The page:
This warrior, wielding a spear that no longer exists today, is a fangxiangshi 方相氏: an exorcist. This function is said to have been instituted by the legendary Yellow Emperor. In charge of seasonal and funerary exorcisms, these experts were, according to the Rites of Zhou 周禮 compiled during the Warring States period (453-222 BC), edited by the Vice Minister of War and I 司馬.
During the Western Jin Dynasty (265-316), a funeral substitute fulfilling this task was placed at the entrance to the burial chamber, usually forming a pair with a fantastic animal responsible for subjugating evil spirits.
Dressed in armor with tubular sleeves tongxiukai 筩袖鎧, who appeared timidly at the end of the Western Han (25-220), protected by a helmet and a shield which no longer exists here, the museum's exorcist adopts the usual iconography of this character. Some details are nevertheless curious: the armor closes on the breastplate and not on the backrest and, instead of displaying a threatening grin, the face lights up with a smile. Perhaps he was influenced in this by the statuary of Buddhism, known in China from the middle of the XNUMXst century.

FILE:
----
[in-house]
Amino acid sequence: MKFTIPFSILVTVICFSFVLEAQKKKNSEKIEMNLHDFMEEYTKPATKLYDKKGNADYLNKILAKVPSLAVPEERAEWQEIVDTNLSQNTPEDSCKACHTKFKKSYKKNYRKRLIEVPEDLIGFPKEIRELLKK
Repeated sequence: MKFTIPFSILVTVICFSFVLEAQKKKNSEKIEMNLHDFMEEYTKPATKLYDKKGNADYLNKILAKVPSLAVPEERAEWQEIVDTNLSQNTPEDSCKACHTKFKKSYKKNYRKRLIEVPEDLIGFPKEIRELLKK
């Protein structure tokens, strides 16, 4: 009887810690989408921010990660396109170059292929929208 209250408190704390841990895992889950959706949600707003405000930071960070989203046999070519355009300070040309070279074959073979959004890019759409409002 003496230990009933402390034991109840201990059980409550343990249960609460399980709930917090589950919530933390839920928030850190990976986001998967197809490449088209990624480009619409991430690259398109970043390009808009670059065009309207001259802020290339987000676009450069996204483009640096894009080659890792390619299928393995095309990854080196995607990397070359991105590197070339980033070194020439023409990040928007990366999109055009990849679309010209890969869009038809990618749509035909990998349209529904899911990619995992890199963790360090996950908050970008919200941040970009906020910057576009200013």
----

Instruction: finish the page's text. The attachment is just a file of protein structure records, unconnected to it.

Terracotta with traces of pigments
Wei Dynasty (220-265) or Western Jin Dynasty (265-316), 2th half of the 3rd century, North China,
H.38,8 cm x L.8 cm x W.20 cm
Gift of the Society of Friends of the Cernuschi Museum, 1930
Photo credit :
© Paris Museums / Cernuschi Museum